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Pascal Comelade - L' Argot du Bruit CD (album) cover

L' ARGOT DU BRUIT

Pascal Comelade

 

Progressive Electronic

3.00 | 1 ratings

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Easy Livin
Special Collaborator
Honorary Collaborator / Retired Admin
3 stars Perfectly Seine

By 1998, France's Pascal Comelade was well into his stride, and releasing albums as if they were editions of a regular magazine. Indeed, the magazine comparison is also valid on the basis that his albums tend to follow a similar pattern with only subtle variances in style. His first album of this year was "L'argot Du Bruit"; I believe a rough translation is "The jargon of noise".

Comelade's listing on this site under the wing of "Progressive electronic" is somewhat misleading, as his albums are most certainly not synthesiser-fests or keyboards infested virtuoso performances. The main sounds here, and indeed on many of Comelade's albums are French style accordions, Spanish brass and a variety children's instruments. The tracks tend to be short, sometimes very short, with only the occasional indulgence into anything over 4 minutes. The compositions are simple, using repetition a lot, their simplicity being emphasised by the instruments used and the basic arrangements.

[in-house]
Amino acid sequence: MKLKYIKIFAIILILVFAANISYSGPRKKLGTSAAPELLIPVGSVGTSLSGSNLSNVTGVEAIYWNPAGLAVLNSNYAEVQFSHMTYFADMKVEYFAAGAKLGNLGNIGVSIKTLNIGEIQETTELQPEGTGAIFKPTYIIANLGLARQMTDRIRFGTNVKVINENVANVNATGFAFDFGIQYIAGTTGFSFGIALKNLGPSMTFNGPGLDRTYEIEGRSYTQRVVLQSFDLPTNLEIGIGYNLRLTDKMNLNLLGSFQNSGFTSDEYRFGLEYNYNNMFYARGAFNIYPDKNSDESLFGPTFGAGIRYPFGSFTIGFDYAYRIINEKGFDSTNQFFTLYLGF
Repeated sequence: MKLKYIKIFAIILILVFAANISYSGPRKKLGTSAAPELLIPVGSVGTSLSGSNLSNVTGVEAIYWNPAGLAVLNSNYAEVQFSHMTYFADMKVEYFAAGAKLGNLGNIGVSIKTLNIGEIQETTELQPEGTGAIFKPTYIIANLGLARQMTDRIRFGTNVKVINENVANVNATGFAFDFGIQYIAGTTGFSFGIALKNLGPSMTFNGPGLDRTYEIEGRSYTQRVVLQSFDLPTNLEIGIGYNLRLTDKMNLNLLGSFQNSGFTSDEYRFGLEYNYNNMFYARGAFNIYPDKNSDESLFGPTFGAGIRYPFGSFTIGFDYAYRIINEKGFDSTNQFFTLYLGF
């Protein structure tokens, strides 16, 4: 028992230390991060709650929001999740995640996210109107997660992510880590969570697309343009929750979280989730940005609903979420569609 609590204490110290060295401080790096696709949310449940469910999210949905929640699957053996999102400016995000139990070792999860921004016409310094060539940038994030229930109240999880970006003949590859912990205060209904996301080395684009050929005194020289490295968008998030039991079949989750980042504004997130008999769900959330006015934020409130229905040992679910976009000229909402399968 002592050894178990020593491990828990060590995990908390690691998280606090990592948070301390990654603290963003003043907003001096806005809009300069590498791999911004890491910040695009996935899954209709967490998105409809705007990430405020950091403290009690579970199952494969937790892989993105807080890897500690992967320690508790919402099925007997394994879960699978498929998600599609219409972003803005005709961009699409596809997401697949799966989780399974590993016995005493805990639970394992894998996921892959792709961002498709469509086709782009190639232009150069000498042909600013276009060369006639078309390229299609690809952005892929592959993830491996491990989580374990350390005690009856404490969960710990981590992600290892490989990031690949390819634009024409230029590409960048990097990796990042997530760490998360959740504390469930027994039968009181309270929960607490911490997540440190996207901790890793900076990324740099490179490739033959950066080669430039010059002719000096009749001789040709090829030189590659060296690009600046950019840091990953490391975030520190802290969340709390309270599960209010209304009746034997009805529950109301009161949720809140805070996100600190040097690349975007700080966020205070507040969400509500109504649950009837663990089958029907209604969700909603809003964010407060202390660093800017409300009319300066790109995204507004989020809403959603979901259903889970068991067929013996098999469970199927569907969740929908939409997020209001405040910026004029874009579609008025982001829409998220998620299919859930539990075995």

The opening title track paints a picture of Paris street scenes and late night B-movies with sub-titles. It, and indeed pretty much everything here, is hardly prog, the prog connection presumably coming from the way Comelade goes about his business rather than the overall results as such.

There is the occasional eyebrow raiser, such as the rare vocals by Jean Hervé Peron on "The Sad Skinhead". A couple of minutes later though, we are back into the Parisian accordions and Maurice Chevalier melodies. The vocals return, this time in unaccredited female form, on " Love Too Soon", a gentle piano ballad. The longest track is the 7+ minute "Sardana Dels Desemparats", where Comelade uses the luxury of the extra space available to build a credible Bolero type piece.

While there are always (naturally) distinctly French nuances in the work of Comelade, on this album he seems to allow them to become particularly dominant, the result being a generally more demure collection. The occasional appearance of vocals here does offer a brief diversion from the norm, but this is essentially an album which is interchangeable with many of those in Pascal's discography. An enjoyable listen, but by no means an essential one.

Easy Livin | 3/5 |

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